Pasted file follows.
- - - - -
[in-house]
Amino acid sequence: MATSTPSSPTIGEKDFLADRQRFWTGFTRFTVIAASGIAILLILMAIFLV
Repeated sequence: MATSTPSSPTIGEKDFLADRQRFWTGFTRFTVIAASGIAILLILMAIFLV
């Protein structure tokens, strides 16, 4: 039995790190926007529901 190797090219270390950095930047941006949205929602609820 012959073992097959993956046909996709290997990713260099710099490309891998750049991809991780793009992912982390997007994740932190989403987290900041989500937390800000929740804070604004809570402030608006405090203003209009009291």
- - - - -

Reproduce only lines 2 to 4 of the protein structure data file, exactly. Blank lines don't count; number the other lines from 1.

Amino acid sequence: MATSTPSSPTIGEKDFLADRQRFWTGFTRFTVIAASGIAILLILMAIFLV
Repeated sequence: MATSTPSSPTIGEKDFLADRQRFWTGFTRFTVIAASGIAILLILMAIFLV
């Protein structure tokens, strides 16, 4: 039995790190926007529901 190797090219270390950095930047941006949205929602609820 012959073992097959993956046909996709290997990713260099710099490309891998750049991809991780793009992912982390997007994740932190989403987290900041989500937390800000929740804070604004809570402030608006405090203003209009009291």